Can you have the Covid booster jab if you have a cold? Guidance on vaccine if you are ill - and how to book

Health Secretary Sajid Javid has urged people to ‘play their part’ and get vaccinated against Covid-19

The government is urging all eligible people to book their Covid-19 booster jabs ahead of winter in an effort to keep coronavirus infections under control.

A least 6.1 million booster doses have now been given in the UK, new figures show, since the vaccination programme rolled out last month.

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But with infection rates still rising, the Health Secretary has made a plea for everyone to ‘play their part’ and get vaccinated to help avoid the need for another lockdown this winter.

Sajid Javid said the government is now working to allow people to book their booster doses early in anticipation of them reaching the six-month mark. The third dose should only be given at least six months after people have received their second jab.

Mr Javid explained: “At the moment the booking system does not allow you to book until you hit six months and one week and I actually think that needs to be changed, and we’re in the process of changing that so I want to allow people to book early.”

The calls for people to get their booster dose comes amid concerns that both flu and Covid-19 will be circulating at the same time this winter, along with the common cold.

The UK Health Security Agency has already reported a rise in calls to 111 about colds and flu, a cough, or difficulty breathing above expected levels, while GP services have seen an increase in patients seeking help with lower and upper respiratory tract infections.

But if you are struck down with cold or flu symptoms, what does that mean for your Covid jab? Here’s what you need to know.

Can I get a booster jab if I have a cold?

Government guidance states that if you are not feeling well, you should wait to have your vaccine until you feel better.

However, if you are certain you do not have Covid-19 and are well enough to leave your home, you can still attend your appointment.

If you only have mild cold symptoms, such as a runny nose, you should be fine to get your vaccine, but if you are ill with a high temperature or fever, the NHS advises that you wait until you are better and take a test to check if it is Covid-19.

If you are unsure whether you should attend, speak to your GP before booking an appointment.

You should not attend a vaccine appointment if you are self-isolating, waiting for a coronavirus test or unsure if you are fit and well.

It is possible to rearrange your appointment via the NHS online booking system.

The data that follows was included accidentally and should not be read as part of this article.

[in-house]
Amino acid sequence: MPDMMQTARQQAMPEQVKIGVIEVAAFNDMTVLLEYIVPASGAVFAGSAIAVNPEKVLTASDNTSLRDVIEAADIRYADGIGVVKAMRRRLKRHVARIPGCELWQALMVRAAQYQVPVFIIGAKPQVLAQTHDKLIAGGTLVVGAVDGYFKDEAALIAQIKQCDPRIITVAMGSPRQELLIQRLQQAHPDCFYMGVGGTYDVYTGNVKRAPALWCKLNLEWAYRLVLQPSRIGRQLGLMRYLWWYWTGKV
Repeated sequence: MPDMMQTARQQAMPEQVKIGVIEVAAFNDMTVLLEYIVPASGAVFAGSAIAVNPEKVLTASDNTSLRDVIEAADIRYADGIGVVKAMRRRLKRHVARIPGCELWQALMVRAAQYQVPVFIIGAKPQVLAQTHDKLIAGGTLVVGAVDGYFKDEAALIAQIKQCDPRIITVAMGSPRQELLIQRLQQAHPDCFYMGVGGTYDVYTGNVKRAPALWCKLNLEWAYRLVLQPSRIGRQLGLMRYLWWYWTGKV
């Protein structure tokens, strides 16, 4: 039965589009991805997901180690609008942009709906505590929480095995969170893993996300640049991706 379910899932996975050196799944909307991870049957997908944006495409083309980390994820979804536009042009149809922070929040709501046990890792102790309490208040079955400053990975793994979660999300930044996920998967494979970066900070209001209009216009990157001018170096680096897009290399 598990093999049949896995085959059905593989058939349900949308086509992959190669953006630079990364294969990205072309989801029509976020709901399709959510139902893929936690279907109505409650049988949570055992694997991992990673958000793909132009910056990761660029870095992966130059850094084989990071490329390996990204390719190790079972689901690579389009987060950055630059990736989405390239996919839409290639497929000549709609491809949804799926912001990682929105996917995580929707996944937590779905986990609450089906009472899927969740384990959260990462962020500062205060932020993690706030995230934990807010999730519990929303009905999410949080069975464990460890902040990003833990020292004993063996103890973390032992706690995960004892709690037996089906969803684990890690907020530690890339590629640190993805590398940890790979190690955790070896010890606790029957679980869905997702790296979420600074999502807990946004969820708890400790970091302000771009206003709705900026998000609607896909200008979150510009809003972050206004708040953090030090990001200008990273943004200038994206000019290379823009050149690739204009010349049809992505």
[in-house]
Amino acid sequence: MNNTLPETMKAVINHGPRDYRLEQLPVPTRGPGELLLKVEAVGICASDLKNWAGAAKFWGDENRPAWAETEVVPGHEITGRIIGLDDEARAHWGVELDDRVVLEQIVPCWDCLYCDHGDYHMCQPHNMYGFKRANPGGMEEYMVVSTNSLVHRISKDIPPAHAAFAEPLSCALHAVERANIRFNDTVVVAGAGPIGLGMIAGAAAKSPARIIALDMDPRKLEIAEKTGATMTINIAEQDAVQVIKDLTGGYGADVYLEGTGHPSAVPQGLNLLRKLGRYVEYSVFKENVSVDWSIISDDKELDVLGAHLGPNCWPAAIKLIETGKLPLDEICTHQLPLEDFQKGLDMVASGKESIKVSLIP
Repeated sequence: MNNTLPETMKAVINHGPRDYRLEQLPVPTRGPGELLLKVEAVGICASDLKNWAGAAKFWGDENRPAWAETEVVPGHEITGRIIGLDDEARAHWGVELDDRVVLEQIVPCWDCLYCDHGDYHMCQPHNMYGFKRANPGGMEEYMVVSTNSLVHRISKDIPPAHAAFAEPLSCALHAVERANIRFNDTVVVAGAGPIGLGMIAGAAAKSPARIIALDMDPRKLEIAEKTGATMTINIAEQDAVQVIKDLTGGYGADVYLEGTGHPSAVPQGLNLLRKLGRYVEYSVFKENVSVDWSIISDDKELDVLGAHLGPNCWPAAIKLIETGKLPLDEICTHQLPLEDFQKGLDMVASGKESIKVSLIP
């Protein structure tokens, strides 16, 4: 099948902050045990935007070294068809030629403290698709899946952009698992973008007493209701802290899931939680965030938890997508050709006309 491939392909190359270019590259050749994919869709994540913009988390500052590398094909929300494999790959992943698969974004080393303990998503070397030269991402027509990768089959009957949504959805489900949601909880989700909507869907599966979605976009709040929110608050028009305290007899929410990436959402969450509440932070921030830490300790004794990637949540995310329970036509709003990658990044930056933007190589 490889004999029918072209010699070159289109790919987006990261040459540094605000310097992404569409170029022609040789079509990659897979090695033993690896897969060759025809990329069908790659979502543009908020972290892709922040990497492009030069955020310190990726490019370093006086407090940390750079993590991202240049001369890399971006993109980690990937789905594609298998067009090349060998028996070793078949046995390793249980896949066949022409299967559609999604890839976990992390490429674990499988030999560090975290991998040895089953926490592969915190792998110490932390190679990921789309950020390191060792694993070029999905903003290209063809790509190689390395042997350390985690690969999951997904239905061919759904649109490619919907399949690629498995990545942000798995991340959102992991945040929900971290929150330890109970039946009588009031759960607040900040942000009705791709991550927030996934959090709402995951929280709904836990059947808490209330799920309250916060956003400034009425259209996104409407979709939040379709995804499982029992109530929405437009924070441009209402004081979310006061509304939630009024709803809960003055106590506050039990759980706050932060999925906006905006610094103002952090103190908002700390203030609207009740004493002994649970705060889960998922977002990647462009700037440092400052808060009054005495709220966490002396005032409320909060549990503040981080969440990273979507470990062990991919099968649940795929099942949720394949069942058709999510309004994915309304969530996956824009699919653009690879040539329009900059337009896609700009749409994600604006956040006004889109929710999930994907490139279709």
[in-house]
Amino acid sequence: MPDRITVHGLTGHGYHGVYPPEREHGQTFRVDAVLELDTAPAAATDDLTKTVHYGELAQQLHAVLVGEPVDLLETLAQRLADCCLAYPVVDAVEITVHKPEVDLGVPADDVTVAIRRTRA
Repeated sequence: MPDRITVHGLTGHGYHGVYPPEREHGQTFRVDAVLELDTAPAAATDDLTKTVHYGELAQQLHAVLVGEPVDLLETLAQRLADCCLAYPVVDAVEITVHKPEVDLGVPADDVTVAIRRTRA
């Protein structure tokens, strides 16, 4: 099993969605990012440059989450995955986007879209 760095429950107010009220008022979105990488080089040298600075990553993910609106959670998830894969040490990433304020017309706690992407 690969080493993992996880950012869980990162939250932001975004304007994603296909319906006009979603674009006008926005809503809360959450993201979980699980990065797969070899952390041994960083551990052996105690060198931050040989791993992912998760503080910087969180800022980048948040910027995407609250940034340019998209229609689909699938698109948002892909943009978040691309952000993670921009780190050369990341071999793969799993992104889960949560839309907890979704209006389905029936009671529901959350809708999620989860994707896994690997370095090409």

Who can get a booster vaccine?

Booster jabs will be available to people who are most at risk from Covid-19 who have had a second dose of a vaccine at least six months ago.

People eligible for the booster dose include those who:

  • are ged 50 and over
  • live and work in care homes
  • are frontline health and social care workers
  • are aged 16 and over with a health condition that puts them at high risk of getting seriously ill from Covid-19
  • are aged 16 and over who are a main carer for someone at high risk from Covid-19
  • are aged 16 and over who live with someone who is more likely to get infections (such as someone who has HIV, has had a transplant or is having certain treatments for cancer, lupus or rheumatoid arthritis)

People who are pregnant and in one of the eligible groups can also get a booster dose.

How do I book an appointment?

In England, people should receive a letter or a text inviting them to book their booster vaccine dose when they are eligible.

Once you have been invited to book, you can do so online via the NHS national booking system. The booking system will only allow you to book your third dose if it has been at least six months since you received your second jab.

If you have had a positive Covid-19 test, you will need to wait four weeks before booking your booster from the date you had the test.

If you are in Scotland, the NHS inform website features a handy tool which explains how you will be invited for your booster vaccination.

In Wales, you will be contacted by your health board when it is your turn to book your jab. You should not contact your GP to ask about appointments.

In Northern Ireland, the booster programme has already started with residents and staff in care homes being offered a dose. GPs will shortly be starting to invite their older patients in first to receive their booster. You should wait until you are contacted to book an appointment.

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